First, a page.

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Treasure in the thatch

February 16, 2011

By Staff Reporter

By Ray O’Hanlon

In the old days you might have left a bottle of something strong for the next thatcher, the one who would be summoned after many years to patch up what time and the weather had undone.

These days, the thatcher would be driving, so a wee drop in the roof is not such a good idea. But William Cahill will leave behind a sign of both his presence and labors in this place. With his task nearing completion, Cahill will place a few Irish coins snugly under the roof he has wrought. Years from now, someone else will find them and know that this particular thatch in this particular place was crafted by an Irish hand.

This particular place is a short distance from the village of Oldwick, deep in New Jersey’s horse country, a place that seems surprisingly remote and removed from the urban bustle not too many miles away down Interstate 78.

William Cahill arrived here earlier this year to thatch a stone cottage on the property of Bill and Kathleen Kluge. When the Echo arrived to inspect, the job, which began in the spring, was just about nearing completion. And on a late summer’s day, after months of drought and thatching work, something most appropriate happened. It began to rain.

Rain and thatch frequently meet head-on back in Ireland, not least in Cahill’s native County Galway. It doesn’t rain quite as much in deepest New Jersey, although when it gets going it can belt down as hard, if not harder, than any damp spot in Connemara.

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That’s why the roof Cahill is finishing up is pitched at 45 degrees and a bit. Forty-five degrees is the minimum for a thatched roof. Any number less than that and the rain doesn’t run off properly and the thatch will spoil faster.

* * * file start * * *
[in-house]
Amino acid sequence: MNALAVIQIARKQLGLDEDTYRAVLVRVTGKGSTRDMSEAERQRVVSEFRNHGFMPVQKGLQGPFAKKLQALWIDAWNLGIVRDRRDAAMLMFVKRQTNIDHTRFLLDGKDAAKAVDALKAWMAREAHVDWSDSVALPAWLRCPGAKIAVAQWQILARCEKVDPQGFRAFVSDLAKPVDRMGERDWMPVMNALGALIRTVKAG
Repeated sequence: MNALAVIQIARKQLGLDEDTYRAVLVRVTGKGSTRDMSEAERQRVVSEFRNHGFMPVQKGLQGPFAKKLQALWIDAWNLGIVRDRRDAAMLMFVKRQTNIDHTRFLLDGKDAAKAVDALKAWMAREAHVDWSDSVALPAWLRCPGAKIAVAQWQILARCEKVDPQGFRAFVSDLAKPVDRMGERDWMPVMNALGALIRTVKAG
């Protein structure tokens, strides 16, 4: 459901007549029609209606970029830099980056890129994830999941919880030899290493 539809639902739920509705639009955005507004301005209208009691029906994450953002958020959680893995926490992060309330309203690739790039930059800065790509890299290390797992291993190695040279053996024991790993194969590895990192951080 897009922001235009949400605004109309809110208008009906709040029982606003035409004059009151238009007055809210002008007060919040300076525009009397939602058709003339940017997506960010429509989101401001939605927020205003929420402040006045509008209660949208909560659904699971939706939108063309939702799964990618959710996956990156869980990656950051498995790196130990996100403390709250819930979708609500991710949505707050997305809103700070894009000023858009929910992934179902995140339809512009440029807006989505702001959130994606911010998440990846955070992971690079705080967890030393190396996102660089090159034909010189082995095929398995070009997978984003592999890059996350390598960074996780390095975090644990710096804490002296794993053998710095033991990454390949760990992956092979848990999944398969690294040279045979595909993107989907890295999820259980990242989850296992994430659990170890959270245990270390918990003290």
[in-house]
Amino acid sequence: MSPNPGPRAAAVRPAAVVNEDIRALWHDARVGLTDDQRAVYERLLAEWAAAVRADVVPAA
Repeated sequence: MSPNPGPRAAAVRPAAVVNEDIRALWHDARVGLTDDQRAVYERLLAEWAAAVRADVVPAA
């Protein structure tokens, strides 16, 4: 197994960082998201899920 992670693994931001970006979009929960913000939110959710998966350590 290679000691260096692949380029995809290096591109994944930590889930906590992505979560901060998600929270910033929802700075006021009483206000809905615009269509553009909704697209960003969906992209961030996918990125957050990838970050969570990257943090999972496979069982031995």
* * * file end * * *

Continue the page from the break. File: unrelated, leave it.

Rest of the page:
You learn all sorts of things in a close encounter with something that you never gave much consideration to beyond an occasional admiring glance. True enough, there’s no such thing as a flat thatch roof, at least this side of the Sahara.

William Cahill is 37 years old and has been living and working in the U.S. since 1986. His Irish home was in Salthill, just outside Galway City. His American home is in Cincinnati, where he lives with his wife, Mary, a schoolteacher and Ohio native, and their twins, Liam and Fiona.

Like many of his fellow Irish who landed in America during the depressed 1980s, Cahill set out to earn a living working construction. But Sheetrock wasn’t his cup of tea. Rather unusually in the age of near instant building, Cahill reached backward in time, offering Americans a skill that has its origins in a distant past, one before history was even being written down.

"I did my apprenticeship in thatching on an Irish government training course and when I came here first, my two brothers and I worked together on Cape Cod," Cahill said.

One of the jobs the brothers Cahill did on the Cape is immediately obvious to anyone who ventures across the Sagamore Bridge. There is a large store selling Christmas items just on the Cape side of the bridge.

"About 10 English guys put that roof on, but by the time we arrived it was in need of repair, so we fixed it up," Cahill said.

Master craftsman

By 1990, the construction business wasn’t too hot in Massachusetts, so the brothers Cahill went their separate ways. William stuck with thatching and soon began to develop a solo reputation as a master of the craft.

One of Cahill’s first big clients was the Smithsonian and an example of his early work can be found at the Jamestown Settlement in Virginia, where he thatched the roof of a colonial-period church.

"I’m doing a lot of garden houses and small buildings at the moment, although the next big job is minding my babies for a while," he said.

The thatcher’s life might seem like something from a bygone age, the pace of the work more akin to the era of the horse than the minivan. But it means a lot of travel and time away from home.

Cahill landed himself the job at the Kluge residence a couple of years ago when he was pricing another job in the area. He dropped some of his business cards in strategic locations. One was the office of a local architect who knew the Kluges and found out that Kathleen, whose family name is Madigan, wanted a thatched roof on the cottage adjoining the main house, a rambling two-story stone building, the oldest part of which dates back to 1700, a time when this part of New Jersey was on the frontier, if not beyond it.